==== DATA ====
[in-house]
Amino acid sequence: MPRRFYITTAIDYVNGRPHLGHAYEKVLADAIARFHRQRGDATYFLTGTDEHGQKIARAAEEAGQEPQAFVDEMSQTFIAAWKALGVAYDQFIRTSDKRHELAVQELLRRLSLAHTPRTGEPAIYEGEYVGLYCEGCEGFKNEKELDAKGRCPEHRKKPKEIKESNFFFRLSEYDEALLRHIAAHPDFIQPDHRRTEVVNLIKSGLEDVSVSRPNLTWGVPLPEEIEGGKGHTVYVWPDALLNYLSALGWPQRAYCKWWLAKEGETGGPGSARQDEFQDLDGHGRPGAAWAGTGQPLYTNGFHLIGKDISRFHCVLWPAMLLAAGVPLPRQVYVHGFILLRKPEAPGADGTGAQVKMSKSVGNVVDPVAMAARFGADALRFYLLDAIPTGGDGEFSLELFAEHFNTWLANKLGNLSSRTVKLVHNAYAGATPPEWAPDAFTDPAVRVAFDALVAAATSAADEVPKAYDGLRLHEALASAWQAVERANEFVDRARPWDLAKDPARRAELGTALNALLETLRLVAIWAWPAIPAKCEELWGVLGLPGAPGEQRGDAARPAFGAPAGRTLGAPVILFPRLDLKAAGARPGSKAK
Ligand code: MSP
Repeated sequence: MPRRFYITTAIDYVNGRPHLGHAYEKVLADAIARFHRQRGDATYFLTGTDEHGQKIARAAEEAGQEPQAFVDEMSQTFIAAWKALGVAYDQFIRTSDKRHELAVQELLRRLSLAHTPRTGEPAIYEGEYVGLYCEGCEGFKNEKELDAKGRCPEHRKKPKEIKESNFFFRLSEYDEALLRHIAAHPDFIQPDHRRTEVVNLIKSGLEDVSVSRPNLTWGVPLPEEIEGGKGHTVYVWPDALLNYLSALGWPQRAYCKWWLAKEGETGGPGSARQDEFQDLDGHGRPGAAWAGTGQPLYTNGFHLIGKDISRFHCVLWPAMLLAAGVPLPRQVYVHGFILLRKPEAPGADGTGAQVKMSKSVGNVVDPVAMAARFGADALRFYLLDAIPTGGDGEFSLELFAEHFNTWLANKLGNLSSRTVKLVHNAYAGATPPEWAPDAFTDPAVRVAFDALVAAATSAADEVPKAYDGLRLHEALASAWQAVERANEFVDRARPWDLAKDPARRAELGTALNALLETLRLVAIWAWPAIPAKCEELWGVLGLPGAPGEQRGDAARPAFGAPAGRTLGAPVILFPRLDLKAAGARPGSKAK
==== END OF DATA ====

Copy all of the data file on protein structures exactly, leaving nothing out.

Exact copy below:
[in-house]
Amino acid sequence: MPRRFYITTAIDYVNGRPHLGHAYEKVLADAIARFHRQRGDATYFLTGTDEHGQKIARAAEEAGQEPQAFVDEMSQTFIAAWKALGVAYDQFIRTSDKRHELAVQELLRRLSLAHTPRTGEPAIYEGEYVGLYCEGCEGFKNEKELDAKGRCPEHRKKPKEIKESNFFFRLSEYDEALLRHIAAHPDFIQPDHRRTEVVNLIKSGLEDVSVSRPNLTWGVPLPEEIEGGKGHTVYVWPDALLNYLSALGWPQRAYCKWWLAKEGETGGPGSARQDEFQDLDGHGRPGAAWAGTGQPLYTNGFHLIGKDISRFHCVLWPAMLLAAGVPLPRQVYVHGFILLRKPEAPGADGTGAQVKMSKSVGNVVDPVAMAARFGADALRFYLLDAIPTGGDGEFSLELFAEHFNTWLANKLGNLSSRTVKLVHNAYAGATPPEWAPDAFTDPAVRVAFDALVAAATSAADEVPKAYDGLRLHEALASAWQAVERANEFVDRARPWDLAKDPARRAELGTALNALLETLRLVAIWAWPAIPAKCEELWGVLGLPGAPGEQRGDAARPAFGAPAGRTLGAPVILFPRLDLKAAGARPGSKAK
Ligand code: MSP
Repeated sequence: MPRRFYITTAIDYVNGRPHLGHAYEKVLADAIARFHRQRGDATYFLTGTDEHGQKIARAAEEAGQEPQAFVDEMSQTFIAAWKALGVAYDQFIRTSDKRHELAVQELLRRLSLAHTPRTGEPAIYEGEYVGLYCEGCEGFKNEKELDAKGRCPEHRKKPKEIKESNFFFRLSEYDEALLRHIAAHPDFIQPDHRRTEVVNLIKSGLEDVSVSRPNLTWGVPLPEEIEGGKGHTVYVWPDALLNYLSALGWPQRAYCKWWLAKEGETGGPGSARQDEFQDLDGHGRPGAAWAGTGQPLYTNGFHLIGKDISRFHCVLWPAMLLAAGVPLPRQVYVHGFILLRKPEAPGADGTGAQVKMSKSVGNVVDPVAMAARFGADALRFYLLDAIPTGGDGEFSLELFAEHFNTWLANKLGNLSSRTVKLVHNAYAGATPPEWAPDAFTDPAVRVAFDALVAAATSAADEVPKAYDGLRLHEALASAWQAVERANEFVDRARPWDLAKDPARRAELGTALNALLETLRLVAIWAWPAIPAKCEELWGVLGLPGAPGEQRGDAARPAFGAPAGRTLGAPVILFPRLDLKAAGARPGSKAK